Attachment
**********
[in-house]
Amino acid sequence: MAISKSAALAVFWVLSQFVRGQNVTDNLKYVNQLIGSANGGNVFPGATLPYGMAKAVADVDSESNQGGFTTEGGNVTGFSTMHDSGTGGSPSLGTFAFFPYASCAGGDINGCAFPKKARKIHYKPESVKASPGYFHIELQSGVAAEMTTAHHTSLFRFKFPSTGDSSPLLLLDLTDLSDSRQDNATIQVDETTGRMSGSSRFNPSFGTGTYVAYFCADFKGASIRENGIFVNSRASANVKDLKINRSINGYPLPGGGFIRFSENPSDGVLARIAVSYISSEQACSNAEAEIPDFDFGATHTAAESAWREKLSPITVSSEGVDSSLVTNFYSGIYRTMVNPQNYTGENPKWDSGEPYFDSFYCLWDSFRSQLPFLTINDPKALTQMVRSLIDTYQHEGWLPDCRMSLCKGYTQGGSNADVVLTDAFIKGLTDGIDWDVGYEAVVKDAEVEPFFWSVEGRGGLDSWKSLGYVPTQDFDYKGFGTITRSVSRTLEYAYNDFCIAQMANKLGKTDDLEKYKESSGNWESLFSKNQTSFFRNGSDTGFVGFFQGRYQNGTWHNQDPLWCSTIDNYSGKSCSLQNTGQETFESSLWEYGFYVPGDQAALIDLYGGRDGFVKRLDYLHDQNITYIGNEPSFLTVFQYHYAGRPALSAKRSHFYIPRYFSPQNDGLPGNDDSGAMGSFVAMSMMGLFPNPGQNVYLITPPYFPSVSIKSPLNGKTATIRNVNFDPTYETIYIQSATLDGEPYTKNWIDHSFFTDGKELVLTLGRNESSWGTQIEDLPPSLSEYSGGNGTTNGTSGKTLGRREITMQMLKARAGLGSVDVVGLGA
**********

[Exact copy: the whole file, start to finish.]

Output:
[in-house]
Amino acid sequence: MAISKSAALAVFWVLSQFVRGQNVTDNLKYVNQLIGSANGGNVFPGATLPYGMAKAVADVDSESNQGGFTTEGGNVTGFSTMHDSGTGGSPSLGTFAFFPYASCAGGDINGCAFPKKARKIHYKPESVKASPGYFHIELQSGVAAEMTTAHHTSLFRFKFPSTGDSSPLLLLDLTDLSDSRQDNATIQVDETTGRMSGSSRFNPSFGTGTYVAYFCADFKGASIRENGIFVNSRASANVKDLKINRSINGYPLPGGGFIRFSENPSDGVLARIAVSYISSEQACSNAEAEIPDFDFGATHTAAESAWREKLSPITVSSEGVDSSLVTNFYSGIYRTMVNPQNYTGENPKWDSGEPYFDSFYCLWDSFRSQLPFLTINDPKALTQMVRSLIDTYQHEGWLPDCRMSLCKGYTQGGSNADVVLTDAFIKGLTDGIDWDVGYEAVVKDAEVEPFFWSVEGRGGLDSWKSLGYVPTQDFDYKGFGTITRSVSRTLEYAYNDFCIAQMANKLGKTDDLEKYKESSGNWESLFSKNQTSFFRNGSDTGFVGFFQGRYQNGTWHNQDPLWCSTIDNYSGKSCSLQNTGQETFESSLWEYGFYVPGDQAALIDLYGGRDGFVKRLDYLHDQNITYIGNEPSFLTVFQYHYAGRPALSAKRSHFYIPRYFSPQNDGLPGNDDSGAMGSFVAMSMMGLFPNPGQNVYLITPPYFPSVSIKSPLNGKTATIRNVNFDPTYETIYIQSATLDGEPYTKNWIDHSFFTDGKELVLTLGRNESSWGTQIEDLPPSLSEYSGGNGTTNGTSGKTLGRREITMQMLKARAGLGSVDVVGLGA